Wednesday, July 17, 2024

A date with destiny

The crew knew they were entering a dangerous territory infested with pirates; and they were on the watch. They were near Minicoy Island, 300 nautical miles off the Sri Lankan coast.
For the last two days and nights, they put out a watch. They regularly scanned the horizon. But it was a calm and quiet sea, hardly giving away the dangers that lark in this difficult terrain.
The crew members wanted to cross the area as fast as possible. It might take another two days.
But hearts sank on the third day, December 5, when a fast approaching skiff 15 nautical miles away was spotted on the radar. It was travelling fast, directly towards MV Jahan Moni.
And through the binoculars they could see the most dreadful sight they would never want to see in their life — the grim faced skinny black figures hunched against the wind; their Kalashnikov rifles held high.
Immediately, the captain gave the order and the fire alarm rang. It sent a chill up the spines of the crew.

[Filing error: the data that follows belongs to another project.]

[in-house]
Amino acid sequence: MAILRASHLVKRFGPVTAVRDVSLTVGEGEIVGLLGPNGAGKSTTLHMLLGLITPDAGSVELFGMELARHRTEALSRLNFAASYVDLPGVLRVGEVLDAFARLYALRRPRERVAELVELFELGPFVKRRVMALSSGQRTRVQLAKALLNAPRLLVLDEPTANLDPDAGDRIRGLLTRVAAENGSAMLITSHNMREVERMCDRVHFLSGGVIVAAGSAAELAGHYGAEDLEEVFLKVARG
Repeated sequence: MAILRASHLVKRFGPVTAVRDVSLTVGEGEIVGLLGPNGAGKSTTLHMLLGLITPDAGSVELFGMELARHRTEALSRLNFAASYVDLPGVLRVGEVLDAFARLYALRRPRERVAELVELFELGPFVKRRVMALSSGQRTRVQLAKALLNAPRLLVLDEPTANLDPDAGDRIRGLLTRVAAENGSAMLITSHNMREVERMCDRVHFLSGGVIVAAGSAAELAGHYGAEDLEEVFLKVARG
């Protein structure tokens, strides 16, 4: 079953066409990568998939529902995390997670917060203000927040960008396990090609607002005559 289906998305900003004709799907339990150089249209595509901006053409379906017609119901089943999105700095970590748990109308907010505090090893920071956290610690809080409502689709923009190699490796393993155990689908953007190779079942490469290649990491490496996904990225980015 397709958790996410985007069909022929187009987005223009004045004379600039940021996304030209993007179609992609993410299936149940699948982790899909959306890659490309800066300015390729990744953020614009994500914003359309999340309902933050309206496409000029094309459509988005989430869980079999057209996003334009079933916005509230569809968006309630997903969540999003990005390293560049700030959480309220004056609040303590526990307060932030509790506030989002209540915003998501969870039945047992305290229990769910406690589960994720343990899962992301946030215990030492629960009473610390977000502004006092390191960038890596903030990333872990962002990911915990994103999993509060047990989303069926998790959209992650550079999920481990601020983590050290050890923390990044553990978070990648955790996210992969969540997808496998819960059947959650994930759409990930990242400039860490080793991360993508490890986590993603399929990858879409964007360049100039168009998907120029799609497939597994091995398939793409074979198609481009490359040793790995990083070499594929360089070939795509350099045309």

There was a quick discussion about what to do now. Somewhere they had heard that if the pirates find a lot of people on board, they get deterred. So everyone rushed to the starboard with iron rods and whatever they could find and brandished their “weapons” at the pirates who kept coming closer and closer.
The captain, Farid Ahmed, thought of another trick. He started coursing the ship on a zigzag path at full speed.
This might have worked as high waves were created and the pirate skiff stopped. MV Jahan Moni moved ahead fast, leaving the pirates behind.
Everybody thought the trick had worked. At least they wanted to believe it.
The captain did not slacken the speed. He wanted to get out of this goddamn territory. He had already sent out distress signal that his ship is under pirate attack.
But all hopes shattered an hour later when the pirate skiff reappeared on the horizon. This time it was coming in a more determined away.
It was now clear that the pirates were not repelled by the waves but by their failed engine. They have restarted it.
As they closed in, suddenly the pirates started shooting with their AK47s. Bullets started hitting the ship. Some were hissing around.
“Everybody get to the bridge. Now. Now. Now,” the captain ordered.